In addition to the railroad bridge (the Norfolk Southern Railway), Falterman says the Interstate 10 twin-span and the Highway 90 bridges also hold fish, especially during slack current. Tidal range is less than 2 feet in Lake Pontchartrain, but the western sections are more popular regardless of flow. As the water warms through the season, the fish spread out along the various structures.
Besides quality trout, there are plenty of bonus species that roam around Lake Pontchartrain in the spring and early summer as well. Schools of redfish and black drum often pop up hundreds of yards beyond the bridges, harassing bait pods. Diving birds pinpoint the action. Topwater plugs and soft-plastic jigs usually meet with instant approval, and after the schools finally break up (or limits are met), the focus shifts back to the trout around the bridges, where big sheepshead and flounder up to 5 pounds often become part of the trout bycatch.
During our morning trip, we took full advantage of Louisiana’s generous 25-trout daily bag limit and caught a few dozen ranging in size from the 12-inch minimum up to the 4-pounder that inhaled my shrimp just before lines out. A 16-inch flounder also found its way into the ice chest.
“Newcomers often get frustrated fishing the lake the first few times,” Falterman explained as he deftly filleted the day’s catch. “But you just have to put in the time, keep an eye peeled for the bait, and move around until you find that particular piling or section where the fish are holding. Trust me, starting in April, they’ll be there, and they’ll be fat, healthy fish.”
Granted, Lake Pontchartrain is not Louisiana’s most natural setting, and you might want to bring along a set of earplugs when you fish there. But putting up with the noise, traffic and concrete backdrops is a small price to pay for a good stringer of big speckled trout.
Fast Facts for Success
Scan the Span: Don’t just pick a spot at random. Find fish along a bridge with sonar, then set up within range.
Search Pattern: Fan-cast and alter your retrieve often to pinpoint active trout and see how they respond to your efforts.
Stick or Move: Don’t waste time. If the fish don’t bite in a few minutes, pick up and move to another spot.
What: Speckled trout
When: April, May, June and October
Where: Lake Pontchartrain, Lake Borgne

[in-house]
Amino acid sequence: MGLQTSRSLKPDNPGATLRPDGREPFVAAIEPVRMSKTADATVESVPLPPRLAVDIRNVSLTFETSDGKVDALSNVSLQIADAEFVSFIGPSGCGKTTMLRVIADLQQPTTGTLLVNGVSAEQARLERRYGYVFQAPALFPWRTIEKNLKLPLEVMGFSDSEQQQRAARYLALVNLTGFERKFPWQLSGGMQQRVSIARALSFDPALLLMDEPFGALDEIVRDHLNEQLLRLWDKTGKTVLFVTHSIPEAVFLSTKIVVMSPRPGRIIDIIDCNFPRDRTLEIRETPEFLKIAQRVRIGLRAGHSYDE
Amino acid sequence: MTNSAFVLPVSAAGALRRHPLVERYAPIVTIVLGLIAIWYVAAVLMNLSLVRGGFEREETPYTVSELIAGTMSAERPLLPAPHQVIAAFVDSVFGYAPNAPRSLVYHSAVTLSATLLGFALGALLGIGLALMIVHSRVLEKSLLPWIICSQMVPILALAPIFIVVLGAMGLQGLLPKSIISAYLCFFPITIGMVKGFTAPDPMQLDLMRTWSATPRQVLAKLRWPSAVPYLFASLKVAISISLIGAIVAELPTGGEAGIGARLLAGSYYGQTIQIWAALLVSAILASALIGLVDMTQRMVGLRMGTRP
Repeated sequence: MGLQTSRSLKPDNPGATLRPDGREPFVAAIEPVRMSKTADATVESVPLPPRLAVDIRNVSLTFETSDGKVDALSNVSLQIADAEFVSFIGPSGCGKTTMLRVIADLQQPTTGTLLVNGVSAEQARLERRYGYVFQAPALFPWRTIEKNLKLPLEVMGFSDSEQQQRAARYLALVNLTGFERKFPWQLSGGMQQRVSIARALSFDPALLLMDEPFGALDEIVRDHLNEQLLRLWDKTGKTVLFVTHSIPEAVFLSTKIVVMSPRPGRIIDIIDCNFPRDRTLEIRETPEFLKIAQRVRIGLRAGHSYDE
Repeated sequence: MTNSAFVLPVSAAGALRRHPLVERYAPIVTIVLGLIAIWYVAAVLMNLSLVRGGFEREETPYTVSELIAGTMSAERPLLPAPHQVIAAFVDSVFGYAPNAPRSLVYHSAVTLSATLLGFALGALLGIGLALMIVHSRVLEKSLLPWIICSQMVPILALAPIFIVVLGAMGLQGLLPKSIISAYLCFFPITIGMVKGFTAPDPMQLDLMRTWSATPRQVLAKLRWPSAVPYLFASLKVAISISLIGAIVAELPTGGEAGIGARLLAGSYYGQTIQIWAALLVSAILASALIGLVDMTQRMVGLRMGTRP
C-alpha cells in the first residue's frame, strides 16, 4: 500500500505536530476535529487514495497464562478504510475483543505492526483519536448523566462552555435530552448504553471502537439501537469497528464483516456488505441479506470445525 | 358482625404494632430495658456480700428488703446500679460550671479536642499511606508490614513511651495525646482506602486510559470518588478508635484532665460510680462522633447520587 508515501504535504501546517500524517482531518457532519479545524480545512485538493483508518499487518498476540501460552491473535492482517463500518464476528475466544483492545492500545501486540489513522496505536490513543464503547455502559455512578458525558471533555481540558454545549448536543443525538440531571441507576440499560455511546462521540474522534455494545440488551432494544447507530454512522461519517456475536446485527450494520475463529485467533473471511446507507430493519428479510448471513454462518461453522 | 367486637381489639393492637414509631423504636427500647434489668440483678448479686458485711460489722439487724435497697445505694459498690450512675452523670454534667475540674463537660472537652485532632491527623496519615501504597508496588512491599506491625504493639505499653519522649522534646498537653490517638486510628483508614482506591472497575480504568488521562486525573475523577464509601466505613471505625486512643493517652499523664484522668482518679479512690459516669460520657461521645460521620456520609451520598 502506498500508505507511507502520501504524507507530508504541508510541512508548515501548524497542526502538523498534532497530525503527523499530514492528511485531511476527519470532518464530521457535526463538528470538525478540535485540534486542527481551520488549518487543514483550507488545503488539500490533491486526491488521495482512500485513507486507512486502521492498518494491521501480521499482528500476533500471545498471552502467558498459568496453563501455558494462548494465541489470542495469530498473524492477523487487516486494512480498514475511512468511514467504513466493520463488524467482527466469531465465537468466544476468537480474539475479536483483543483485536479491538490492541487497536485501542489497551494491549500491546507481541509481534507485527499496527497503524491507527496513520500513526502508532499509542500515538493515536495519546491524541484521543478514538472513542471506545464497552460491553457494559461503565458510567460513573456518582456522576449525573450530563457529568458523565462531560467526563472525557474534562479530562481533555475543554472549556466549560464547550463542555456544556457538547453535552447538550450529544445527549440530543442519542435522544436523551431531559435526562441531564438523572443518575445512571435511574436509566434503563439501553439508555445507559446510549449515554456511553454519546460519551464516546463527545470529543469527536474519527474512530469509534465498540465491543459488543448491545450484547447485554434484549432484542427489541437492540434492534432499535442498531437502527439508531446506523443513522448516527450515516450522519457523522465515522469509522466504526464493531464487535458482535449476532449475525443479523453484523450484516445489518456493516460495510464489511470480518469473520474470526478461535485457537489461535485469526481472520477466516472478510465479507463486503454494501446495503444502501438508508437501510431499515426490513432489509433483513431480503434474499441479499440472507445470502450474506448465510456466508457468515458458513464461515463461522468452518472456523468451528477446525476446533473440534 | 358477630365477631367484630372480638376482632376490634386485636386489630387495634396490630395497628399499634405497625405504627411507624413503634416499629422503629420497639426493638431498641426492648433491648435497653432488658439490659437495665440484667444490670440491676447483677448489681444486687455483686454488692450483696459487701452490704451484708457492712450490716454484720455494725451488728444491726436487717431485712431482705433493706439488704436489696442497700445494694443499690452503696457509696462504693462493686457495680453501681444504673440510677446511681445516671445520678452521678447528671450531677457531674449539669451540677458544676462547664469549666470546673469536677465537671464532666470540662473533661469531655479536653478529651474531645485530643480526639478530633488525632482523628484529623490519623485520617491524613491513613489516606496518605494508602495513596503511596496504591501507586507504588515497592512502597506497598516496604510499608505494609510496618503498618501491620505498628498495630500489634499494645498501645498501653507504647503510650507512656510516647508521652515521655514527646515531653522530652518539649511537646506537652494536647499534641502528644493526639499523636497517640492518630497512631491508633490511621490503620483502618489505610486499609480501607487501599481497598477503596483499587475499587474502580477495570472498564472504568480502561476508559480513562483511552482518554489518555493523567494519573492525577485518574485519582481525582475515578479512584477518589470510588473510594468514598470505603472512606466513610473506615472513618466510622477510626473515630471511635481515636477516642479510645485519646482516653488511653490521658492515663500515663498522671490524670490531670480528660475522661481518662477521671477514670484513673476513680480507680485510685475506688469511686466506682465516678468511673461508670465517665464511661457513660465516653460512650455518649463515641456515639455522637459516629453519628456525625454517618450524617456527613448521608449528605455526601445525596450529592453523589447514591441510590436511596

Who: Trout fishing in southeast Louisiana’s estuarine lakes is well-suited for do-it-yourselfers, but it does require a boat.
SWS Tackle Box
Rods: 7-foot medium-light-action spinning
Reels: 3500 class Penn Spinfisher V, or equivalent
Lines: 30-pound braid
Leader: 30-pound monofilament up to 42 inches long to double for the drop-shot rig
Terminal tackle: No. 6 bronze treble hooks; 1-ounce bank sinkers
Baits: Live shrimp
Lures: Matrix Shad, Deadly Dudley Shad and Crappie Psychic Trout Trailer in black, green or blue for dark water, yellow and pink for medium-stained water, and chartreuse or white for clear conditions, rigged on 1⁄8- to 1⁄2-ounce jig.
Makeshift Bridge Anchor
In the shallower spots along Lake Pontchartrain’s bridges, Falterman often deploys his twin Talon anchors or his trolling motor to hold the boat parallel to the structure. When depth or current won’t permit those methods, he uses a makeshift bridge anchor fashioned from a 4-foot piece of two-by-four. He drills a hole in one end of the board, threads 15 feet of nylon rope through it, and ties an overhand knot to keep it from sliding back out. He then ties the other end of the rope to a bow cleat, maneuvers close to a concrete piling with the trolling motor, and inserts one end of the board into one of the open cracks common along the railroad trestle. The current pushing the boat keeps the line taut and the boat in place. Age and wave action have damaged many of the concrete pilings, so a heavier-diameter rope is recommended to protect against chafing.